Despite my loathing of buildout – and the laying of pipelines is at the root of all development – I’m sorta supportive of this pipeline, though only in a clouded-over silver-lining way. With the project being a done deal, a modest silverness comes from this HDD method, which avoids ripping the bay’s already troubled bottom to hell and back. Any advancements that prevent wholesale destruction of the coastline’s remaining environment are better than the proverbial nothing. Such low-impact advances in the development realm are needed – since N.J.’s buildout of the coastline won’t back off until the upcoming Great Atlantic Meteorite Strike of 2044. I really should bring that strike up in one of my future columns, eh?

RUNDOWN: When I was a small fry, a great man in my life sternly told me to “always approach a new year from behind … and slightly to the right.” He then quickly walked off, meaning I had to ponder what the hell that even meant … as he sauntered into the sunset, likely chuckling. To this day, I obediently allow a new year to play out a bit before taking it to heart … approaching it from behind, as it were. As to coming in from the right? I keep thinking that might come clear with each arriving new year. No, he wasn’t even remotely political, so you can drop that biparty notion.

Anyway, holding true to my annual lag-behind new year process, I want to back-slip to the surf fishing awfulness that befell us last fall.

Over my short and memorably uneventful holiday, I spontaneously collected fall fishing reports from places afar. They reached me via a slew of old and new fishing friends showing up for Christmas church Masses on LBI. Many reports stemmed from fairly recent fishing sessions in bassing venues from New England down to Delaware. What I gathered was striperly shocking.

I had assumed we were the sole bearers of bad bassing (and bluefishing) news, but “lousy” and “awful” rang out from many a non-local angler. A common theme: “We had a few good days, but then it suddenly stopped.” Even New England reports were dismal.

Then, outside church environs, I got highly contradictory reports from commercial fishermen. They balked at my write-ups about missing bass by guaranteeing me that the EEZ contains “acres and acres” of stripers. While I’ve never quite understood why fishermen often speak in terms of “acres” of fish, they duly got their point across.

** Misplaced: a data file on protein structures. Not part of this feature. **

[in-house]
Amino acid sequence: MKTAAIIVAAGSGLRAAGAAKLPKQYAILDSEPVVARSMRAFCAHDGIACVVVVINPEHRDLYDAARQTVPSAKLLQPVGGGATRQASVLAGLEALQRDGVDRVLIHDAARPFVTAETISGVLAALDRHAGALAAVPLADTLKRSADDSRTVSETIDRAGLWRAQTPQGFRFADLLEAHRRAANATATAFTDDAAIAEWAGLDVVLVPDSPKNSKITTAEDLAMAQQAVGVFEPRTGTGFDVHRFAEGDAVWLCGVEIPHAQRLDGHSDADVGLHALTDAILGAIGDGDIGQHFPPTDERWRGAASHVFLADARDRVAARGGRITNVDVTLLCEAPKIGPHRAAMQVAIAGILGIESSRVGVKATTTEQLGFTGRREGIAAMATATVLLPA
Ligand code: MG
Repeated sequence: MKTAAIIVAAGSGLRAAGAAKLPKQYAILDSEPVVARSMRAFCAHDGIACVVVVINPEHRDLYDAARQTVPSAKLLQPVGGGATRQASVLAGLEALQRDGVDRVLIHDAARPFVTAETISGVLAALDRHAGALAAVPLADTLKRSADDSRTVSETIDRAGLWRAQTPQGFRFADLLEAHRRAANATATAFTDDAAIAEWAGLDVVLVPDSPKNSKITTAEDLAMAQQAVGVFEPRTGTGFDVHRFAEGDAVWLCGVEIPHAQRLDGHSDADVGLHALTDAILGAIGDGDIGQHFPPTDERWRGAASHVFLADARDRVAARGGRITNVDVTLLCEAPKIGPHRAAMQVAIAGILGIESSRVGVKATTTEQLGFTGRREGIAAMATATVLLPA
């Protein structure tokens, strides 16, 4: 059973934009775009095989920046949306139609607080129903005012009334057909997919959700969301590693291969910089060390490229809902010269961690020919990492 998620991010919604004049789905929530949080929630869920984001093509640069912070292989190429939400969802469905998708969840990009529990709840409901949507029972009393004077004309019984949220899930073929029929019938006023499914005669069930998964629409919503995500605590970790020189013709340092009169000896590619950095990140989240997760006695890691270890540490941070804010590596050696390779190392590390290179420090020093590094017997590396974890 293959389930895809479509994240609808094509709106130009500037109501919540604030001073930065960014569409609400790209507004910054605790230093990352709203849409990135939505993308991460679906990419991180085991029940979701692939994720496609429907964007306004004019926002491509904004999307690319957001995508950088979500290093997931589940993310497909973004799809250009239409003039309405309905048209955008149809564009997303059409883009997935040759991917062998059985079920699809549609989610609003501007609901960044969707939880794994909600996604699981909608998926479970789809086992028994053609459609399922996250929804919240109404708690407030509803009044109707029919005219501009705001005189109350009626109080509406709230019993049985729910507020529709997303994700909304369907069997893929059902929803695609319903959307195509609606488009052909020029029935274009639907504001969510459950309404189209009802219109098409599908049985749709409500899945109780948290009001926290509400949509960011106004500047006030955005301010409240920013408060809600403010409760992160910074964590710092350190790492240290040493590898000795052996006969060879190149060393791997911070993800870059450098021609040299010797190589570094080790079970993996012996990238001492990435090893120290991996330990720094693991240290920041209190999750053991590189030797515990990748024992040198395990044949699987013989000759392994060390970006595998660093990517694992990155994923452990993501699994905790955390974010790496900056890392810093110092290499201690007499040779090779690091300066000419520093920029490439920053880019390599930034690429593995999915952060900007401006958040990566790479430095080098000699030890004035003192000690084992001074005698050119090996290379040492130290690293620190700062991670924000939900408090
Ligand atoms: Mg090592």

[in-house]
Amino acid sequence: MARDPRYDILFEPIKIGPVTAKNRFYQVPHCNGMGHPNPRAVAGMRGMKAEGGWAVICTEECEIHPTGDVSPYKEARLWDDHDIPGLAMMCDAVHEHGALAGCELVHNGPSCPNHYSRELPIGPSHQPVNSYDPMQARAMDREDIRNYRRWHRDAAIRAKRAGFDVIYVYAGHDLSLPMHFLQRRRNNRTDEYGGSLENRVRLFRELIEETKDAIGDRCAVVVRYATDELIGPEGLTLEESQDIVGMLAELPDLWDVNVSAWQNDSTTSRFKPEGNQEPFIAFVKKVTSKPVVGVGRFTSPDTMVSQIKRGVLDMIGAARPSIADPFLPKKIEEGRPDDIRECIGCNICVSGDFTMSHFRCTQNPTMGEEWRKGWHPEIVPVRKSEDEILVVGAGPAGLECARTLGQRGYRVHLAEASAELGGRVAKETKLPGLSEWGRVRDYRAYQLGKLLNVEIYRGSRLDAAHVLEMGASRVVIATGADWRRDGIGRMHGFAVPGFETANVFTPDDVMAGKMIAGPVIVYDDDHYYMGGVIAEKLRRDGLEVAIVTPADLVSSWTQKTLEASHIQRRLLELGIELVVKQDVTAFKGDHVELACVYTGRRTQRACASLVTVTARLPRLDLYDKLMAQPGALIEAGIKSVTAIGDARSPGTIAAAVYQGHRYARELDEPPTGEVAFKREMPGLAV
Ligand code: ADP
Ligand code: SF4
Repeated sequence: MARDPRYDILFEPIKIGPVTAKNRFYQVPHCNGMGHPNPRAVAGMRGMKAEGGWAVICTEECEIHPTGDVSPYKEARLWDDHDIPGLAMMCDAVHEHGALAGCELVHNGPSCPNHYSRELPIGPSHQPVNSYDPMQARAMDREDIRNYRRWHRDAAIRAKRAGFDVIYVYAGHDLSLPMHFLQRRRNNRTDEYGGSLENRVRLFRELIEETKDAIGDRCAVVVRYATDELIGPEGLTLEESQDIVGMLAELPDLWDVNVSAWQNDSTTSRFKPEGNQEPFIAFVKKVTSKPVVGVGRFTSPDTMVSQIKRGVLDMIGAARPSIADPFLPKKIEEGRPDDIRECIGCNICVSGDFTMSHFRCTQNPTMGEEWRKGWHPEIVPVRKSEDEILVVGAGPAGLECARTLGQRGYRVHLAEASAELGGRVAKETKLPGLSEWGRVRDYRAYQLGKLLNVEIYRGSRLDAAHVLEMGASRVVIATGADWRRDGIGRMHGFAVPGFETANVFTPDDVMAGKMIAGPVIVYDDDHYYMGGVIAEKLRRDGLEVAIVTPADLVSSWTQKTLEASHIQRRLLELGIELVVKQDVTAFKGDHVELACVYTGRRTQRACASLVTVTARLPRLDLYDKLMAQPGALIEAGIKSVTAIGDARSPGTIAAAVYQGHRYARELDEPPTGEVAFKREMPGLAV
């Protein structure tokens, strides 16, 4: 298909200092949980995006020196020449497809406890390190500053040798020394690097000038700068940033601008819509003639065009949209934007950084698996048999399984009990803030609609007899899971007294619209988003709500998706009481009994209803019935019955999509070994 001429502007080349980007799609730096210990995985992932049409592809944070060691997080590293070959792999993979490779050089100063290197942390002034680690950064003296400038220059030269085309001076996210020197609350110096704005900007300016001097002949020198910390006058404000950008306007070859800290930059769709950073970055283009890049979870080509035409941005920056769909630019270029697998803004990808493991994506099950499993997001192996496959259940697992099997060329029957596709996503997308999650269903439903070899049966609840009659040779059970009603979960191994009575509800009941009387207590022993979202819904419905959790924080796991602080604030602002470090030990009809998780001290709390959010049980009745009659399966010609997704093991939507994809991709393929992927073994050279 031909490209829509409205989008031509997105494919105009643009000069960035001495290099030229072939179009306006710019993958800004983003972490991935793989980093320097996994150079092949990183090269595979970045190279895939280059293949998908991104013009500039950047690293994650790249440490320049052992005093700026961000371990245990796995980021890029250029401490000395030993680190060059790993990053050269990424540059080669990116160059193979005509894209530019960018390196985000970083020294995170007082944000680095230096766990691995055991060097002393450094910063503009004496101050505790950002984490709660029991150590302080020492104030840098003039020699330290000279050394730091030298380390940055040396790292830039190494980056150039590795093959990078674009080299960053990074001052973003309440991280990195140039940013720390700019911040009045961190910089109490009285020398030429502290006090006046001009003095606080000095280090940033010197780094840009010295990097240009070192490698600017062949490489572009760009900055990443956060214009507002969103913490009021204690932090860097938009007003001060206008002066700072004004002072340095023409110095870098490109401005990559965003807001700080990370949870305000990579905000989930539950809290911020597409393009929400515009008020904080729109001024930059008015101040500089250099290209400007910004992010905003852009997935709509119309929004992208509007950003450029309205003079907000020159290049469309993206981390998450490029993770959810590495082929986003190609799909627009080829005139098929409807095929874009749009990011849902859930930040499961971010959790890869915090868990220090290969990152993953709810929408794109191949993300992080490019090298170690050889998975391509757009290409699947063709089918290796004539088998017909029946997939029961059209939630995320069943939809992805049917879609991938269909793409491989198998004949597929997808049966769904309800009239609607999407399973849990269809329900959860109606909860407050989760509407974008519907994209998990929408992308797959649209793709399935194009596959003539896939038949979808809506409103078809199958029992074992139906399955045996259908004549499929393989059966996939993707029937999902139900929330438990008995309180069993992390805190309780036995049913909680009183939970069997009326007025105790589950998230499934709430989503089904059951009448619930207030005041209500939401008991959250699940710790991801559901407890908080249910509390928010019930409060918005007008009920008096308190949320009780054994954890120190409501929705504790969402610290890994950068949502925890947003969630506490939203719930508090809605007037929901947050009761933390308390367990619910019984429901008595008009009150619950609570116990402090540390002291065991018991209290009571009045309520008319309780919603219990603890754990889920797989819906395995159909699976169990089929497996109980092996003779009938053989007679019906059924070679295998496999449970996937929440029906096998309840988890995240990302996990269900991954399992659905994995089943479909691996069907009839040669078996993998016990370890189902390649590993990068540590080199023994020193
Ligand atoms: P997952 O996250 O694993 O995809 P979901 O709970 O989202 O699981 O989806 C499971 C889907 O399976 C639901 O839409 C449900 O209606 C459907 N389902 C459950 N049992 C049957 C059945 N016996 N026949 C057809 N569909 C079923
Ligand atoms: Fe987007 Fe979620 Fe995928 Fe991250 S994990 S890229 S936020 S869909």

Sure, I wonder if such commercial reads are just an effort to open the EEZ to striper harvesting. However, several commercialites assure me they’re really not that interested in netting stripers. There truly seems to be bass galore, piling up in federal no-keep bass land.

Semi-incongruously, I find myself thinking in terms of white-tailed deer, which have learned to abandon heavily hunted areas for the safety and dining comfort of no-hunting zones. Is it an over-stretch to think stripers have figured out that ocean areas beyond 3 miles out are sanctuaries?

Sure, the notion of stripers jointly wising up to the lethal dangers of inshore waters is profoundly unsciencey. Still, if we’re to figure out what’s going wrong with coastal fishing, we might have to swim outside the box – in this case, outside the box of state-owned waters.

Along those unboxed thinking lines, I need to share a causative notion firmly held by a hardcore angling aficionado, Dave B. He is vociferously convinced that an explosion of the whale population is messing with near-in forage fish, like bunker, sand eels and such. Does the whale recovery spell doom for shoreline stripering?

I won’t touch that too-many-whales thing with a 10-foot rod, knowing the crazed fervor of marine mammal lovers. However, Dave’s suspicion is no more outlandish than a widely held accusation that seals have become the mortal enemy of near-in angling. Not that far north, fishing organizations are mounting protests over the now immense populations of these famed fish-devouring pinnipeds.

I won’t even get into the bad-bassing blame game being extended to include the devilish fish-devouring done by … double-crested cormorants. Down with cormorants!

As theories on the bad fishing run rampant, there remains a core of knowledgeable fishermen who calmly withdraw into the time-proven maxim that fishing has forever run hot and cold. This goes back to before written history. Neanderthal cave paintings show a school of fish followed by an early form of “WTF!?”

I, too, am inclined to drone, “The fish will be back,” though I issue that assurance with far less confidence than in times past. In fact, pondering the national, even global, piscatorial picture, it’s unnerving to see that many fisheries have not simply drifted elsewhere for the time being – to one day prolifically return. Many species that go missing in this day and age aren’t just momentarily gone … they're gone-gone.